Viewpoint: Nepal earthquake raises questions about seismic hazard along the Himalayas

Radar image credit: ESA SEOM InSARap study. Contains Copernicus data (2015)

Stephen Hicks is studying for a PhD in Earthquake Seismology at the University’s School of Environmental Sciences and is part of  Professor Andreas Rietbrock’s research group. 

“We have all been moved by the shocking images and videos that have come out in the aftermath of the magnitude 7.8 Nepal earthquake. The official death toll could rise close to 10,000, although one earthquake hazard expert has put the estimate closer to 40-60k.

The remotest villages at the centre of the earthquake’s rupture are only now starting to be scoured by search and rescue teams.

The Nepal earthquake has highlighted the massive forces acting between the broken up parts of Earth’s crust – tectonic plates.

This earthquake occurred right at the front line of a titanic collision between the Indian plate and the Eurasian plate -responsible for Earth’s tallest mountain range – the Himalayas.

This coming together of plates has been happening for the past 40 million years and is causing India to slide slowly under the Himalayas and the Tibetan plateau.

Although the speed of this collision is only around as fast as the growth of our fingernails, the two plates can be stuck against each other for hundreds of years and the stresses that have been building up over this time can be suddenly released in large earthquakes such as what we have just seen in Nepal.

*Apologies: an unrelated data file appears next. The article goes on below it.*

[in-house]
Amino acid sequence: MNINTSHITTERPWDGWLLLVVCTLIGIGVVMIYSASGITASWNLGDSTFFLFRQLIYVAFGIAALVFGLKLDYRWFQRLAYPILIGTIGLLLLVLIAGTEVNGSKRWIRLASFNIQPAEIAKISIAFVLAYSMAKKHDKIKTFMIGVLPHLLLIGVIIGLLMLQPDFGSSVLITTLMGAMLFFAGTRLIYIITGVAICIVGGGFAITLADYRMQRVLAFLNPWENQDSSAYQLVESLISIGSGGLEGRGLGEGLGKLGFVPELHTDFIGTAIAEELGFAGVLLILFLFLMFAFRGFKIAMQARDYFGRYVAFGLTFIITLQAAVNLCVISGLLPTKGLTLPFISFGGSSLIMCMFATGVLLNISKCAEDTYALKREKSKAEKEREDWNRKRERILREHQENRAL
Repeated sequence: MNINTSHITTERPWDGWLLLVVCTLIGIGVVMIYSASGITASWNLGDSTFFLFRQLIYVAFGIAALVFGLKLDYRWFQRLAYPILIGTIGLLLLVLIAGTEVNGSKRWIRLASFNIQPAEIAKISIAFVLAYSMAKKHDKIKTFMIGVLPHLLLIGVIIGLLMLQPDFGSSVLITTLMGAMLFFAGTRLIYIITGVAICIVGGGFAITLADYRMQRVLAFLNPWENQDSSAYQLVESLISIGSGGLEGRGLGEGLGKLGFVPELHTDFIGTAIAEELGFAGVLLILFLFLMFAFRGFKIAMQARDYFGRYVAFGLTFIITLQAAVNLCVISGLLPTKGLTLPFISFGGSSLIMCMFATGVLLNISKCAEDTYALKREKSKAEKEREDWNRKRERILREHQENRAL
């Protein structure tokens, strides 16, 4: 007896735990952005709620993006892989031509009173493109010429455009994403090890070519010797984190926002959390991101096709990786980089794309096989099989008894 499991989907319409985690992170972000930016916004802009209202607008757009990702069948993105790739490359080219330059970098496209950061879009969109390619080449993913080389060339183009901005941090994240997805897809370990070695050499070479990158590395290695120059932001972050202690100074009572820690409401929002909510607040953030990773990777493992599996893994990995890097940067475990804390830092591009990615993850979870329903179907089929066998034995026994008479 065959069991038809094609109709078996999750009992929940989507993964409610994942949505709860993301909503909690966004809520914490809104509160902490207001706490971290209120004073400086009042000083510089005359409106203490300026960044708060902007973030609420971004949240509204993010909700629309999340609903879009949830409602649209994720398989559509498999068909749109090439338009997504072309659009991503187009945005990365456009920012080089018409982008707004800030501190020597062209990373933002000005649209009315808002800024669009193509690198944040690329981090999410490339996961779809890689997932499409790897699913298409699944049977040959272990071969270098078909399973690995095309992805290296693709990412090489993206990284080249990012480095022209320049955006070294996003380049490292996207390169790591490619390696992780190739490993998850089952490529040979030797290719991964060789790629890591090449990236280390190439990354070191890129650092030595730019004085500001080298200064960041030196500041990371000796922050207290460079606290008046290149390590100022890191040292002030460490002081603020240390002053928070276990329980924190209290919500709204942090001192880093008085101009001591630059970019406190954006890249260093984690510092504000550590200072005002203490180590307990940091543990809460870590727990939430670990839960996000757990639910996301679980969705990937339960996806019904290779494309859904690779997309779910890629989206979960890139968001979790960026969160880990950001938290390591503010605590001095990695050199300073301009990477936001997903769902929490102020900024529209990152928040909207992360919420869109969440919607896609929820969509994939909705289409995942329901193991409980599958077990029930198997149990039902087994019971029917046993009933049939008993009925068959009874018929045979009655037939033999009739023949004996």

Looking for answers

Earthquake scientists across the globe are now scouring available geophysical data for answers. In the short term, we need to know which areas of Nepal were damaged the most in the earthquake.

However, there are many other regions of the Himalaya that could be at risk of a large earthquake in the future.

Importantly, we need to know whether the earthquake completely released all the built-up stress beneath central Nepal.

Once the primary search & rescue and aid efforts come to a close, we will need to find out what the Nepal earthquake means for the areas directly west and east of the rupture and for the Himalaya as a whole.

Scientists do not currently know the maximum possible depth of earthquake ruptures along the fault beneath the Himalayas. This is important to understand as it is one control on the maximum possible magnitude of earthquakes. Studying the Nepal earthquake could shed light on this issue.

Satellite data from the European Space Agency’s brand new Sentinel-1 satellite is giving the earthquake science community an unprecedented view of the Nepal quake.

Preliminary analysis

Preliminary analysis has shown that the area of fault that moved was 120 x 100 km – an area around the same size as the entire northwest of England.

The fault moved the most (around 5 m) beneath Kathmandu. The villages in the surrounding foothills will be very susceptible to damaging landslides. Landslides can sometimes be just as fatal as the earthquake shaking alone.

Although scientists had known that Nepal was a region of high seismic hazard, we are not yet at the stage where we can predict exactly when an earthquake will occur and when

Improved modelling on supercomputers combined with dense observations on the ground and from satellites can better help us to quantify seismic hazard in different areas and for different earthquake scenarios.”

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